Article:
When Big Head Todd (Todd Park Mohr) took the stage at Northern Lights Theater (Potawatomi Casino) in Milwaukee, and commenced to sing “John the Revelator” a cappella, you knew it was going to be good night. A night of music dedicated to the 100th birthday of Robert Johnson, the “Blues at the Crossroads” tour featured Big Head Todd and the Monsters, plus many special guests, working in different combinations throughout the evening to deliver some fine, fine blues work, conjuring up the man who supposedly sold his soul to the devil in order to play the guitar the way he played it. However, it wasn’t just a redelivery of the blues; those songs were played through the influences of many, many generations.
After Mohr played another solo on steel guitar for “Stones in My Pocket,” he was joined on stage by Lightin’ Malcolm on guitar and Jeremy Lawton on keys to take that country blues walk through “Kind Hearted Woman” where Mohr really hit a heartaching falsetto. All of the Monsters plus Malcolm then came on stage for “When You Got a Good Friend” with guest Cedric Burnside adding his flavor on drums for a song that’s electrified and jammed up.
Burnside stepped up to the guitar for “Ramblin’ on My Mind” which started off with a real country feel only to land into a funk thing when Monster Brian Nevin kicked in the drums. With Burnside back on the drums for “Walking Blues,” things took on a funk march feel leading to a double drum solo by Burnside and Nevin. A country blues and funk combo would show up again later on “If I Had Possession Over Judgment Day.” “Come On In My Kitchen” was organ drenched with Mohr’s guitar solo really making it dirty.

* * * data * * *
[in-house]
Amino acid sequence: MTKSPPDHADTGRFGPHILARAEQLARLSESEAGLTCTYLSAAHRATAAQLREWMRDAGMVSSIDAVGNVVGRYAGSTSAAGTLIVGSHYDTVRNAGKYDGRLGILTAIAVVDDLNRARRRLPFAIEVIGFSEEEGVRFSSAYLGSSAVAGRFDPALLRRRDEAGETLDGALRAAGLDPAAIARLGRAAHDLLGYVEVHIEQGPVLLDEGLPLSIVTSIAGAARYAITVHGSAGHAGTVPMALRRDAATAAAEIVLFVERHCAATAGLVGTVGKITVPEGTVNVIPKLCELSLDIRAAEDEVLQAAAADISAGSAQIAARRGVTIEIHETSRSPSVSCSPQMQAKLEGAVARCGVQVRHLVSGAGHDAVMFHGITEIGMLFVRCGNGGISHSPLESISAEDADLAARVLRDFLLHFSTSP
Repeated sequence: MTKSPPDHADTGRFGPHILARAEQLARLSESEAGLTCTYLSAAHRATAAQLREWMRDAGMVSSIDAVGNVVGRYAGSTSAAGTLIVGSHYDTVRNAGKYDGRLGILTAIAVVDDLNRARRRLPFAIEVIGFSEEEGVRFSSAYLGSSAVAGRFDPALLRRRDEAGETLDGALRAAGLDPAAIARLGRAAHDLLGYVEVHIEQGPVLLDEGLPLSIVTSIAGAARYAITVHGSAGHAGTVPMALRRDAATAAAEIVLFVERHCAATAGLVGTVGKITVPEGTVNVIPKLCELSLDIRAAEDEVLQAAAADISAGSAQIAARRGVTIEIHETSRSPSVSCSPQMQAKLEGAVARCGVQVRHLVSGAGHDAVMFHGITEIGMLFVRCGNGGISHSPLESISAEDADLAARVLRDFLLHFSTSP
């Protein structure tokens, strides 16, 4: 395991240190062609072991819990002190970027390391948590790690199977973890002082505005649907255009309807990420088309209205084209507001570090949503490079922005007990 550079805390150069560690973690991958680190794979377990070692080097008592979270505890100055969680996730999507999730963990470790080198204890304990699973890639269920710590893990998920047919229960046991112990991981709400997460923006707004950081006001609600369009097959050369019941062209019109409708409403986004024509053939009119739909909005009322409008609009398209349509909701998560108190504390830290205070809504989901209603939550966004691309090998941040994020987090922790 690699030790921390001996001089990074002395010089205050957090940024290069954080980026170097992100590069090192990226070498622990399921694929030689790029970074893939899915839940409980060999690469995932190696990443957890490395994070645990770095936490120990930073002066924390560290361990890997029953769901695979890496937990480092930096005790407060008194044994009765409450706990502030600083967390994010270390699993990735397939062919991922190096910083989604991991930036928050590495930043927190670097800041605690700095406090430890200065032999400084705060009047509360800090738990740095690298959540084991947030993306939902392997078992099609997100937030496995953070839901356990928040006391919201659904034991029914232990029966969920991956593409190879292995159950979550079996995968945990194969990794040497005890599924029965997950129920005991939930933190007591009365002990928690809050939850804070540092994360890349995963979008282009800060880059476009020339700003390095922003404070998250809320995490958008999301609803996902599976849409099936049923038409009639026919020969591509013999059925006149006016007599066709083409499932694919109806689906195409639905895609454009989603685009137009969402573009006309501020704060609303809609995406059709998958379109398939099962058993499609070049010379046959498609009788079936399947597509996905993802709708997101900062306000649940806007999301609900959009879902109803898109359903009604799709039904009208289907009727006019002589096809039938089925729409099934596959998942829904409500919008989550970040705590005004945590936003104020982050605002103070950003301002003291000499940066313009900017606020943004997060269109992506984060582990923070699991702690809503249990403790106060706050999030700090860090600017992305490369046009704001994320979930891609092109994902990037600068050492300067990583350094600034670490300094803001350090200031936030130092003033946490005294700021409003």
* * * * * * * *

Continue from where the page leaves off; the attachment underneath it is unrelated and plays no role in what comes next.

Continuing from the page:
Other treats in the evening, though, were clearly when the 95-year-old David “Honeyboy” Edwards came to lay down three songs with his guitar, including “Sweet Home Chicago.” Despite coming out using a cane, once the man was seated, you could see that he still had all the energy needed to play them blues. Then Hubert Sumlin came out to play guitar as well. Needing oxygen wasn’t going to stop this blues legend either.
Despite all of the personnel changes, the show never felt like it was just a revue—spotlights on various acts without sense of unity. What the Big Head Blues Club delivered was a show that brought together masters at their trade, playing songs together in such a way that unified them around the great music of the legend Robert Johnson.
The show closed out with everyone on stage doing “Dust My Broom” and a tag of “Sweet Home Chicago.” All in all, it was one of those concerts that I could only wish could go on for a lot longer.
Fortunately, the spirit and music of the night is well-captured in the Big Head Blues Club album, 100 Years of Robert Johnson. Featuring many of these same guests, plus others like B.B. King, the album does more than dusts off these songs like an antique Victrola on display; the band cranks up that record player, drops the needle, lets the songs play out, and adds some intense wattage.